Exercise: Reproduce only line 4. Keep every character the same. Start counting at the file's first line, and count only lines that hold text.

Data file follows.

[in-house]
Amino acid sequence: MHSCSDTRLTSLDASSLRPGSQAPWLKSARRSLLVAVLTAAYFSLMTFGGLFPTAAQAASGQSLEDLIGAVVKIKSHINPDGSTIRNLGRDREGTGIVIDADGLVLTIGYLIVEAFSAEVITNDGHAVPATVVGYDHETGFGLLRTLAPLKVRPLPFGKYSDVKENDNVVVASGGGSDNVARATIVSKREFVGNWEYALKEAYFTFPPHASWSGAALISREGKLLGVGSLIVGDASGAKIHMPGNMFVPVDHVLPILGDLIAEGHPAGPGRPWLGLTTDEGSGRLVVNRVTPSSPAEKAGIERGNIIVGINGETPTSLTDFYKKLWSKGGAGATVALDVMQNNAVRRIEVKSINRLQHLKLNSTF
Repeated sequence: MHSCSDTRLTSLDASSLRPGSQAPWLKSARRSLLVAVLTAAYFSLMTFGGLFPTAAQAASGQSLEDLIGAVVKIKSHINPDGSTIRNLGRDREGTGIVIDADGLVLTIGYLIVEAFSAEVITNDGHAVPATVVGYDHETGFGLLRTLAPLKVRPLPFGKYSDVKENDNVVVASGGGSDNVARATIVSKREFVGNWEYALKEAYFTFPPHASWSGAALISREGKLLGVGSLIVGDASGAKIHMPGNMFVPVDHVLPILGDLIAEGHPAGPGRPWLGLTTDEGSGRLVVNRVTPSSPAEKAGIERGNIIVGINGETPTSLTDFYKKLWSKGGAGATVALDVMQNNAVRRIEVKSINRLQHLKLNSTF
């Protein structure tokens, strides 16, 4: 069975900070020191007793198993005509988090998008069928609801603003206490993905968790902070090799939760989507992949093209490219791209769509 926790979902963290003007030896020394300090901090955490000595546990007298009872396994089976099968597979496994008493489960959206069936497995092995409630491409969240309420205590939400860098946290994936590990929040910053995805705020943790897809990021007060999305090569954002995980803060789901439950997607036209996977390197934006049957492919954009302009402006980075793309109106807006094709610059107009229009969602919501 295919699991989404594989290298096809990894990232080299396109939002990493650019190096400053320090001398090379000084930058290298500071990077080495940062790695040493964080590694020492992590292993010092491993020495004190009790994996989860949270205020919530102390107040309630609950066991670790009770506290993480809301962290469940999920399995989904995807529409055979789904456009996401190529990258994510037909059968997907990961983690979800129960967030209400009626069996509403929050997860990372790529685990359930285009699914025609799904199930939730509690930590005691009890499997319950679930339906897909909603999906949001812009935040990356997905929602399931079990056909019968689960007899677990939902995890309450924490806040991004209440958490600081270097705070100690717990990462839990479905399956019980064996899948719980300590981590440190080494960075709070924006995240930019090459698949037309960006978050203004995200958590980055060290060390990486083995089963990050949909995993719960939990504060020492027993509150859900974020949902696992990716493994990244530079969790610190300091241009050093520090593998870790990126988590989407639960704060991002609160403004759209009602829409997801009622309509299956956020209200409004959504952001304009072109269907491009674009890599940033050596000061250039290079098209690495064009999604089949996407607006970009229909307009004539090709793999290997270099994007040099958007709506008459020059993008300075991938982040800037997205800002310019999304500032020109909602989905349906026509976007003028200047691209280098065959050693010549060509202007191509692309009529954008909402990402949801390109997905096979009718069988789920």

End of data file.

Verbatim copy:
């Protein structure tokens, strides 16, 4: 069975900070020191007793198993005509988090998008069928609801603003206490993905968790902070090799939760989507992949093209490219791209769509 926790979902963290003007030896020394300090901090955490000595546990007298009872396994089976099968597979496994008493489960959206069936497995092995409630491409969240309420205590939400860098946290994936590990929040910053995805705020943790897809990021007060999305090569954002995980803060789901439950997607036209996977390197934006049957492919954009302009402006980075793309109106807006094709610059107009229009969602919501 295919699991989404594989290298096809990894990232080299396109939002990493650019190096400053320090001398090379000084930058290298500071990077080495940062790695040493964080590694020492992590292993010092491993020495004190009790994996989860949270205020919530102390107040309630609950066991670790009770506290993480809301962290469940999920399995989904995807529409055979789904456009996401190529990258994510037909059968997907990961983690979800129960967030209400009626069996509403929050997860990372790529685990359930285009699914025609799904199930939730509690930590005691009890499997319950679930339906897909909603999906949001812009935040990356997905929602399931079990056909019968689960007899677990939902995890309450924490806040991004209440958490600081270097705070100690717990990462839990479905399956019980064996899948719980300590981590440190080494960075709070924006995240930019090459698949037309960006978050203004995200958590980055060290060390990486083995089963990050949909995993719960939990504060020492027993509150859900974020949902696992990716493994990244530079969790610190300091241009050093520090593998870790990126988590989407639960704060991002609160403004759209009602829409997801009622309509299956956020209200409004959504952001304009072109269907491009674009890599940033050596000061250039290079098209690495064009999604089949996407607006970009229909307009004539090709793999290997270099994007040099958007709506008459020059993008300075991938982040800037997205800002310019999304500032020109909602989905349906026509976007003028200047691209280098065959050693010549060509202007191509692309009529954008909402990402949801390109997905096979009718069988789920």